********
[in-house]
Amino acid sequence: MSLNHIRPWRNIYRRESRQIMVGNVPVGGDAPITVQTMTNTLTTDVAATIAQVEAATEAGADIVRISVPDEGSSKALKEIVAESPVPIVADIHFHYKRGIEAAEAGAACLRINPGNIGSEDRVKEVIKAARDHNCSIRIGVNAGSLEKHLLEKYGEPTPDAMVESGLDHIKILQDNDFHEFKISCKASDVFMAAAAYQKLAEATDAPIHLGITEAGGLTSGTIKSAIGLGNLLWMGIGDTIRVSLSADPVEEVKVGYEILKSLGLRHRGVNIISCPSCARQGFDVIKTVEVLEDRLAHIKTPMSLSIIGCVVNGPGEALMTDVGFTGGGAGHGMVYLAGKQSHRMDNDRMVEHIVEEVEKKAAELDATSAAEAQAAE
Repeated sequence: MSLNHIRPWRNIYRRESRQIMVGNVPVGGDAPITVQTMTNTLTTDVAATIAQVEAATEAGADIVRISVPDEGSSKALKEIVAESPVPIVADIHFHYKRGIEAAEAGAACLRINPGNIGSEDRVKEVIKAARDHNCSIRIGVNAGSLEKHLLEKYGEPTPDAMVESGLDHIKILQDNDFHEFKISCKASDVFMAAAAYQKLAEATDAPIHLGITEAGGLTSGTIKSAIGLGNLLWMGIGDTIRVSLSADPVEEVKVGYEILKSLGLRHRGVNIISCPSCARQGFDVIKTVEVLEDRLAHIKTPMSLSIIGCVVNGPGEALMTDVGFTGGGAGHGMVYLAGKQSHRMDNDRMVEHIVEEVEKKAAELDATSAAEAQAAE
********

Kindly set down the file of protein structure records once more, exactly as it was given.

[in-house]
Amino acid sequence: MSLNHIRPWRNIYRRESRQIMVGNVPVGGDAPITVQTMTNTLTTDVAATIAQVEAATEAGADIVRISVPDEGSSKALKEIVAESPVPIVADIHFHYKRGIEAAEAGAACLRINPGNIGSEDRVKEVIKAARDHNCSIRIGVNAGSLEKHLLEKYGEPTPDAMVESGLDHIKILQDNDFHEFKISCKASDVFMAAAAYQKLAEATDAPIHLGITEAGGLTSGTIKSAIGLGNLLWMGIGDTIRVSLSADPVEEVKVGYEILKSLGLRHRGVNIISCPSCARQGFDVIKTVEVLEDRLAHIKTPMSLSIIGCVVNGPGEALMTDVGFTGGGAGHGMVYLAGKQSHRMDNDRMVEHIVEEVEKKAAELDATSAAEAQAAE
Repeated sequence: MSLNHIRPWRNIYRRESRQIMVGNVPVGGDAPITVQTMTNTLTTDVAATIAQVEAATEAGADIVRISVPDEGSSKALKEIVAESPVPIVADIHFHYKRGIEAAEAGAACLRINPGNIGSEDRVKEVIKAARDHNCSIRIGVNAGSLEKHLLEKYGEPTPDAMVESGLDHIKILQDNDFHEFKISCKASDVFMAAAAYQKLAEATDAPIHLGITEAGGLTSGTIKSAIGLGNLLWMGIGDTIRVSLSADPVEEVKVGYEILKSLGLRHRGVNIISCPSCARQGFDVIKTVEVLEDRLAHIKTPMSLSIIGCVVNGPGEALMTDVGFTGGGAGHGMVYLAGKQSHRMDNDRMVEHIVEEVEKKAAELDATSAAEAQAAE